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The Daily Wildcat

The Daily Wildcat


Arizona’s main focus is postseason, not ASU rivalry

Colin Darland
Colin Darland / Daily Wildcat

Sunday’s game between Arizona and ASU isn’t about rivalries. It’s not about the Territorial Cup or the school up north versus the school down south.

For Arizona, it’s the game that could land the Wildcats a first-round bye in the Pac-12 Tournament while keeping their NCAA Tournament hopes alive.

“Our goal is to play on Thursday and I know that we have to beat Arizona State to make that happen,” said UA head coach Sean Miller. “We’re just trying to focus on the task at hand.”

That task is taking care of an ASU team that sits in 10th place in the Pac-12 Conference and has played injury roulette all season long. But with little to play for besides the sheer joy of a rivalry victory, Arizona has to mind its P’s and Q’s against a Sun Devils team coming off of a four-point win against USC in Wells Fargo Arena.

“It’s a great arena and a really hostile environment,” said UA senior guard Kyle Fogg. “It’s kind of fun just going in there and having all the fans yell at you. It should be a tough game.”

Mayes improving

The days of Miller’s seven-man rotation are coming to an end.

Sophomore point guard Jordin Mayes went through his first full practice this week after missing five games due to a stress reaction in his foot and will play against ASU.

Mayes, who is averaging 5.6 points on 37.7 percent shooting and 31.9 percent from three, played just two minutes against USC last Thursday and was available for the UCLA game, although he didn’t see the floor. But after a couple days of rest, Mayes is now nearing 100 percent as the Wildcats enter the home stretch.

“This week is really a gift for him,” Miller said of Arizona only playing one game this week. “A week without a game and an opportunity for us to see him, and also I think, for him to see himself be successful and get up and down pain free.”

Mayes, who began the year as Arizona’s starting point guard before moving to the bench and playing around 20 minutes per game, most likely won’t have the same role as he did before the injury.

“Our team has changed and I don’t want to put him in a bad position,” Miller said. “I do think he’ll be more ready to contribute as opposed to just getting him in the game.”

Natyazhko’s disappointing season continues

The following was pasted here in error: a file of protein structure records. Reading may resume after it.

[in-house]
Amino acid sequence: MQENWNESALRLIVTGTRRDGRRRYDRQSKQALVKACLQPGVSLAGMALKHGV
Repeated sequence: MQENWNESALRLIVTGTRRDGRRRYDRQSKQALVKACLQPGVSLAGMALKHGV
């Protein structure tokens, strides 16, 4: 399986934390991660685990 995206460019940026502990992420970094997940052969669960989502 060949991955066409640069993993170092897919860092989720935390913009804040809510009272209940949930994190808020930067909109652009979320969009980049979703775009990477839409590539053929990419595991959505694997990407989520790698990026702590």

If there’s one time Arizona could use center Kyryl Natyazhko, it’s this Sunday.

ASU plays two traditional big men in 7-foot-2 center Jordan Bachynski and 7-foot center Ruslan Pateev, and Arizona’s 6-foot-11 big man would appear to be the perfect matchup.

But if Natyazhko, who has been a major disappointment in his junior season, playing in only an average 7.8 minutes per game in 21 of 30 contests, continues to struggle with rebounding, he’ll remain planted on the bench.

“Rebounding is by far the thing that he needs to work on the most — and I don’t know through three years how you work on that — but until he’s able to contribute there, it’s just difficult to play him in the game,” Miller said of Natyazhko, who’s averaging 1.7 rebounds per game.

Miller was counting on Natyazhko to have a big season for Arizona, evident by the fact that he started Arizona’s first six games. But he said Natyazhko coming to Arizona considerably overweight set him back big time.

“You gain that much weight, although you’re working hard, you’re working hard to get back to the same place that you should have been at three months ago,” Miller said.

Natyazhko was able to rebound from an underwhelming season down the stretch last year and he could begin that process against ASU’s big men on Saturday, but he hasn’t shown any signs to suggest he will.

“I’m sure deep down he’s frustrated by that and I would say we are as well,” Miller said. “That’s the situation we’re in. Maybe, like a year ago, he can contribute down the stretch.”

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